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While the S&P 500 Index (SPX) is moving to multi-year highs, Treasury Bonds have been under pressure and yields are rising. The iShares Barclays 20+ Year Treasury Bond Fund (NYSEARCA:TLT - 121.68), which is an exchange-traded fund (ETF) that represents ownership in a basket of government bonds that mature in 20+ years -- is down $1.87 today and has given up nearly 8% from the record highs seen less than two months ago.
Investors have been shifting money out of safe-haven investments and into riskier assets. The move is taking a toll on bonds and, given the big rise in the TLT in recent years, there is ample room for shares to fall in the weeks/months ahead. Is it time to bet against bonds?
Follow the Flow
Options volume on the iShares Long-term Bond Fund is well above average today. The largest options trade in TLT is a spread, in which 33,000 in-the-money September 124 puts were apparently sold on the bond fund to open a new position in 48,500 October 122 puts.
This massive spread in TLT today appears to roll positions opened in late August, which included buyers of September 124 puts for $1.84 per contract when TLT was trading near $125. They’re banking the profit nine days before the September expiration and opening a new position in October puts that expires in 37 days.
Open interest (OI) in the September 124 puts on TLT is 42,226 contracts and the largest OI position in the bond ETF. 40,930 contracts have traded today and so it appears that the bulk of these options are being closed out. At the same time, more than 60,000 Oct 122 puts have traded against 2,211 in open interest. So the activity in the October term looks like fresh positions and, if so, the action will create the largest block of OI in TLT. Moreover, today’s massive spread and rolling to October at-the-money puts seems to express the view that further losses in Treasury bonds is likely over the next five and a half weeks.
Flight From Safety
An improved macro-economic outlook and diminishing worries about the European Debt Crisis are probably the biggest factors driving the recent weakness in Treasury bonds and it is affecting more than just bonds. The euro recaptured 1.29 against the dollar today for the first time in five months. The SPX is trading at its best levels since early September of 2008. In addition, there’s been a substantial decline in the correlation among individual companies reflected in the CBOE S&P Correlation Index (ICJ). (Click the chart below to enlarge).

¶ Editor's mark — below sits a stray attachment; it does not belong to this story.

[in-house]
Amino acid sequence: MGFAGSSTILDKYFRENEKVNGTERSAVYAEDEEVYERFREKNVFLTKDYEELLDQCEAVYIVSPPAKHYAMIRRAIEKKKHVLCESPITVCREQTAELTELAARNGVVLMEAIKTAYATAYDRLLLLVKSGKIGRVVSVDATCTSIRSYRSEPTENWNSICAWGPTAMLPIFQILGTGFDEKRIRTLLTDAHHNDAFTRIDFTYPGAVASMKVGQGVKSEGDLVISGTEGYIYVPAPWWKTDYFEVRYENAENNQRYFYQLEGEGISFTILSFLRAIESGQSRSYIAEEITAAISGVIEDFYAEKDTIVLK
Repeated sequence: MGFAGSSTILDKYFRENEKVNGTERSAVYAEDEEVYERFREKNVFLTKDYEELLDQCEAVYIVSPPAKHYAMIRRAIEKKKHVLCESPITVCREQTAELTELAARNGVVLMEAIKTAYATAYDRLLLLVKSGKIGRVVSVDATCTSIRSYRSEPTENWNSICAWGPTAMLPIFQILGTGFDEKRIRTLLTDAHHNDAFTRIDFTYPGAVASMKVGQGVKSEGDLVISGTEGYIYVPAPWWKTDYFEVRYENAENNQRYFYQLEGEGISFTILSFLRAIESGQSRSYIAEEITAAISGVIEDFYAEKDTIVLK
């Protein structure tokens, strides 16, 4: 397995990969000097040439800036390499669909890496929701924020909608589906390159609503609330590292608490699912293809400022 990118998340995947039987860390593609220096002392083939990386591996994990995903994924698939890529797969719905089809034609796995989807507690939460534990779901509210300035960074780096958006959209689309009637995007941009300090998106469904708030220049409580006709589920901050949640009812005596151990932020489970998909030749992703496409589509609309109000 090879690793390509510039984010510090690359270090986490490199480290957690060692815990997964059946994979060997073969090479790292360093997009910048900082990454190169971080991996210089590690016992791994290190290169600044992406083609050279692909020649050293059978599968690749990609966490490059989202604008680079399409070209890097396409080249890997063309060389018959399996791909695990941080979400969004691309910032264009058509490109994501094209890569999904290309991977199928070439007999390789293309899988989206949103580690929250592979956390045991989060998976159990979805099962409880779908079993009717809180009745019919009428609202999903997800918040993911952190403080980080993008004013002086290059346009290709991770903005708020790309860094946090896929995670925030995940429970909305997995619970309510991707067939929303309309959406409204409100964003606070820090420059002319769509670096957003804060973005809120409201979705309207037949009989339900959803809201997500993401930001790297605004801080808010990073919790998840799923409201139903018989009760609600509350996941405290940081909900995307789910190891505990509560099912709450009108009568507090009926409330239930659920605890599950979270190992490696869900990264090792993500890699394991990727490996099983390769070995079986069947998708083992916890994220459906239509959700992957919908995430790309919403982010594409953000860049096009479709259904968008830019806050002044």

The ICJ is an index that measures the amount of correlation or co-movement among the individual components of the S&P 500. It tends to move higher when macro-economic headlines are driving market action and investors are buying and selling entire asset classes. ICJ falls when there is less co-movement among the shares of individual companies. A substantial drop in the index is a sign that investors are leaning more towards corporate news and scrutinizing the merits of individual companies, rather than the entire equity asset class. ICJ normally stays between 75 to 50. It has plummeted to roughly 55 from about 75 a few months ago, suggesting the nature of the market action has changed dramatically since the Spring.
The news media remains fixated on events in Europe. Those fears have permeated and affected investor sentiment for years now. Yet, while the concerns persist, the tale of the tape is telling a different story. Investors are moving out of safe-haven investments and into riskier assets. By most measures, market volatility is easing. There is less correlation among individual stocks as more focus shifts to domestic and corporate news rather than fears about another debt debacle in Europe. In this environment, the move out of safe-haven investments is in full swing and it might indeed be the right time to follow the smart money trade in TLT today -- bet against bonds.
As senior analyst for WhatsTrading.com, Fred provides regular notes and daily updates on interesting trading activity and advanced option topics.
Disclaimer: The views represented on this blog are those of the individual authors only, and do not necessarily represent the views of Schaeffer's Investment Research.